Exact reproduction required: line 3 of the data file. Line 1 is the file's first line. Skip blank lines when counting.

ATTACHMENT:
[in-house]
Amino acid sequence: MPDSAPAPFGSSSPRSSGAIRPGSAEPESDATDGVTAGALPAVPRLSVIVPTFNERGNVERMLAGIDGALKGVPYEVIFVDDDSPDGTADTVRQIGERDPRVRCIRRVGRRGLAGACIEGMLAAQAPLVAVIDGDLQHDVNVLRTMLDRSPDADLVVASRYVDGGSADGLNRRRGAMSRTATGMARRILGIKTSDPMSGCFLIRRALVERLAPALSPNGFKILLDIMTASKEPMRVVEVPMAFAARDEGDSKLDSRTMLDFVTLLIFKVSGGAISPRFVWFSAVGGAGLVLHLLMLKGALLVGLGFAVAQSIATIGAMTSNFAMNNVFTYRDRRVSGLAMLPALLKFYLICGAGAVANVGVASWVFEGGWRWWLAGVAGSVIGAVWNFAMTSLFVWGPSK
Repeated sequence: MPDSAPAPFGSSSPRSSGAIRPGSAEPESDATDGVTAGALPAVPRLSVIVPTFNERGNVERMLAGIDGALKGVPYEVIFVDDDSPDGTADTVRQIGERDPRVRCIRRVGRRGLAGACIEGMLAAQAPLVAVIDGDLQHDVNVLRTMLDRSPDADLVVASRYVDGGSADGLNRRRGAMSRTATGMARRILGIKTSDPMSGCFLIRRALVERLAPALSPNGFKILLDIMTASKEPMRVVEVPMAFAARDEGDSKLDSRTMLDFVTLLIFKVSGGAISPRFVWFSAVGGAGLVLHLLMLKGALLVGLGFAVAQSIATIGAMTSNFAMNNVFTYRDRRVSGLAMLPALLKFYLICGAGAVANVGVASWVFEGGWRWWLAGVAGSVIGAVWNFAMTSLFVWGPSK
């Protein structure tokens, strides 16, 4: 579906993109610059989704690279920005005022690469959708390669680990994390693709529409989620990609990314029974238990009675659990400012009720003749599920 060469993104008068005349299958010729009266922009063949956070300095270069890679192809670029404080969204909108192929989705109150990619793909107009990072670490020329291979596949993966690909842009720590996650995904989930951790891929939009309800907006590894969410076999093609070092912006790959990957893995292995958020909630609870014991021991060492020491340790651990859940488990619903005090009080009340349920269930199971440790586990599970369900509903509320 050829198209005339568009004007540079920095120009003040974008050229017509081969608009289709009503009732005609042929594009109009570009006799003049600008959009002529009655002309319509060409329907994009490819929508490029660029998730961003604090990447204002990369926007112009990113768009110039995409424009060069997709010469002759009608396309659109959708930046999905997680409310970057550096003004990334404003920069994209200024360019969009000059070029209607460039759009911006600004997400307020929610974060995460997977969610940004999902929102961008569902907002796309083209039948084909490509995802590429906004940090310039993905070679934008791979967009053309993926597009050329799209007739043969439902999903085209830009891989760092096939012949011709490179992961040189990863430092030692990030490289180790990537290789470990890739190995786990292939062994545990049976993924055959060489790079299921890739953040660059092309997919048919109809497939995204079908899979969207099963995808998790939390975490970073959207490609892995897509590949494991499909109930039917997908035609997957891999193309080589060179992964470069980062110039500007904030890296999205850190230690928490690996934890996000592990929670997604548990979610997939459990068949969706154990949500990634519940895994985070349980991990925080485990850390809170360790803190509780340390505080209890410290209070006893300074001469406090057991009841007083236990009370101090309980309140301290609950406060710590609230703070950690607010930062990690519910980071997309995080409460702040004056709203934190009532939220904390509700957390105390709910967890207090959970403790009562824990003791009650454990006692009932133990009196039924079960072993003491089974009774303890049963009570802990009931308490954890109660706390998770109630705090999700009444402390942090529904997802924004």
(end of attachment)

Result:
Repeated sequence: MPDSAPAPFGSSSPRSSGAIRPGSAEPESDATDGVTAGALPAVPRLSVIVPTFNERGNVERMLAGIDGALKGVPYEVIFVDDDSPDGTADTVRQIGERDPRVRCIRRVGRRGLAGACIEGMLAAQAPLVAVIDGDLQHDVNVLRTMLDRSPDADLVVASRYVDGGSADGLNRRRGAMSRTATGMARRILGIKTSDPMSGCFLIRRALVERLAPALSPNGFKILLDIMTASKEPMRVVEVPMAFAARDEGDSKLDSRTMLDFVTLLIFKVSGGAISPRFVWFSAVGGAGLVLHLLMLKGALLVGLGFAVAQSIATIGAMTSNFAMNNVFTYRDRRVSGLAMLPALLKFYLICGAGAVANVGVASWVFEGGWRWWLAGVAGSVIGAVWNFAMTSLFVWGPSK